Category Archives: philosophy

what makes conversation go well (a network model)

I’m looking forward to presenting later today at NULab’s first annual conference, on the theme: “Keeping the Public Sphere Open.” I think of the “public sphere” as all the venues where people come together to share experiences, emotions, and reasons in … Continue reading

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on the relationship between ethics and politics

The basic ethical question is “What should I do?” Three prevalent ways of addressing that question are: 1) to universalize, asking what you’d want anyone to do who was similarly situated, 2) to maximize, asking how you can do the … Continue reading

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don’t confuse bias and judgment

“Even good and, at bottom, worthy people have, in our time, the most extraordinary fear about making judgments. The confusion about judgment can go hand in hand with fine and strong intelligence, just as good judgment can be found in … Continue reading

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evolution, game theory, and the morality of modern human beings

It’s valuable to model the development of phenomena like altruism and spite (harming someone else at a cost to oneself) by combining game theory with evolutionary theory. The results should be seen as predictions to be tested against empirical evidence about actual … Continue reading

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John Stuart Mill, Stoic

I sometimes envy my fellow academics in the humanities who regularly renew their acquaintance with fundamental works that have slipped pretty deep into the well of my own memory because my job is to conduct and administer empirical research about current politics. For just that reason, I … Continue reading

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questions about happiness

We discussed the following questions in my first-year philosophy seminar last week, after having read selections from Plato, Nietzsche, Epicurus, Buddha, and Emerson, and before turning to J.S. Mill. They seem valuable prompts for personal reflection, too. Do we have a … Continue reading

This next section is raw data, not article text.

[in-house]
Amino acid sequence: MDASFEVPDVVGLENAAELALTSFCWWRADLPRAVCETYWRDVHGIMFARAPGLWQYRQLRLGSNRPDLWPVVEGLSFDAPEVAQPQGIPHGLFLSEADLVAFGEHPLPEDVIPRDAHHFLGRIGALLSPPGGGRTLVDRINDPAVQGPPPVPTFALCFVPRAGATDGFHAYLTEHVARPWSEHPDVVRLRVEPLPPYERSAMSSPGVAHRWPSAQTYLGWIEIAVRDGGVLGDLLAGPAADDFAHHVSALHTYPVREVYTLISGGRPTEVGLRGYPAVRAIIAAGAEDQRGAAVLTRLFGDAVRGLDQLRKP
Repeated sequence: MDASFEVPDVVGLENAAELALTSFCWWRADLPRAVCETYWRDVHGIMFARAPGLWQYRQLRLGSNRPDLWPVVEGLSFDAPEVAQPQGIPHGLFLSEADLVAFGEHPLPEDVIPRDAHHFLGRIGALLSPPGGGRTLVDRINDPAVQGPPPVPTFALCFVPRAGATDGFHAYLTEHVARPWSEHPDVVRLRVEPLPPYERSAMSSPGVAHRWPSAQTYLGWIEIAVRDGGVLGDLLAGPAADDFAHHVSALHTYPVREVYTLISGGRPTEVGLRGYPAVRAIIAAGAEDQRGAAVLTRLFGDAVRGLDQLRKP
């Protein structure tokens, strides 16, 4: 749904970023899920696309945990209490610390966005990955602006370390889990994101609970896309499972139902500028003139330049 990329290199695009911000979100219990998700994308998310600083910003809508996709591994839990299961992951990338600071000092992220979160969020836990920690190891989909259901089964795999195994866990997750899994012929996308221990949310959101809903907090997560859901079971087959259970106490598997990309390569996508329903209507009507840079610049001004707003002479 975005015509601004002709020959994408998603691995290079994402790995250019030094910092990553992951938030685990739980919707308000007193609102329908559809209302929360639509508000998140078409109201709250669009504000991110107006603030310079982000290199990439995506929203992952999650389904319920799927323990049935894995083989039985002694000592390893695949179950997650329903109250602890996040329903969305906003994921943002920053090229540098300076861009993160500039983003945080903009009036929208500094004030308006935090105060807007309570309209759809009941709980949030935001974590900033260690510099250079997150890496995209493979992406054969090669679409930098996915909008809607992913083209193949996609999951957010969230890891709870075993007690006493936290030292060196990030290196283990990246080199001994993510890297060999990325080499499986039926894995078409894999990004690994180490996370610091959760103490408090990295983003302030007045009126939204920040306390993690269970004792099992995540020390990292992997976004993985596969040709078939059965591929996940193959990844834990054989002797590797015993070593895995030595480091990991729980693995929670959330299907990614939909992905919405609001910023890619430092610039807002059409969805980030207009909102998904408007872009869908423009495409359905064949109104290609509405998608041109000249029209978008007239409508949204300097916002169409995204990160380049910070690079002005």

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introspect to reenchant the inner life

John Stewart Mill was the son of a great classical utilitarian. He was taught that happiness could be measured on a one-dimensional scale from pain to pleasure. Since he was only one of many millions of human beings, he should focus on helping others to … Continue reading

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the grammar of the four Noble Truths

We’re reading about Buddhist ethics in my Introduction to Philosophy course, and the Four Noble Truths are our focus. Here is how the first Truth is presented in the Sermon at Benares (attributed to the Buddha himself): “Now, this, O bhikkhus [monks], is the noble truth … Continue reading

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first year college students and moral relativism

Justin McBrayer, a philosophy professor, wrote not long ago in The New York Times, “philosophy professors with whom I have spoken suggest that the overwhelming majority of college freshmen in their classrooms view moral claims as mere opinions that are … Continue reading

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my Introduction to Philosophy seminar

I will be teaching Intro to Philosophy at Tufts this semester, starting tomorrow. This course can be taught in several different ways: for instance, with a chronological sequence of major works, with a focus on one large issue, or with … Continue reading

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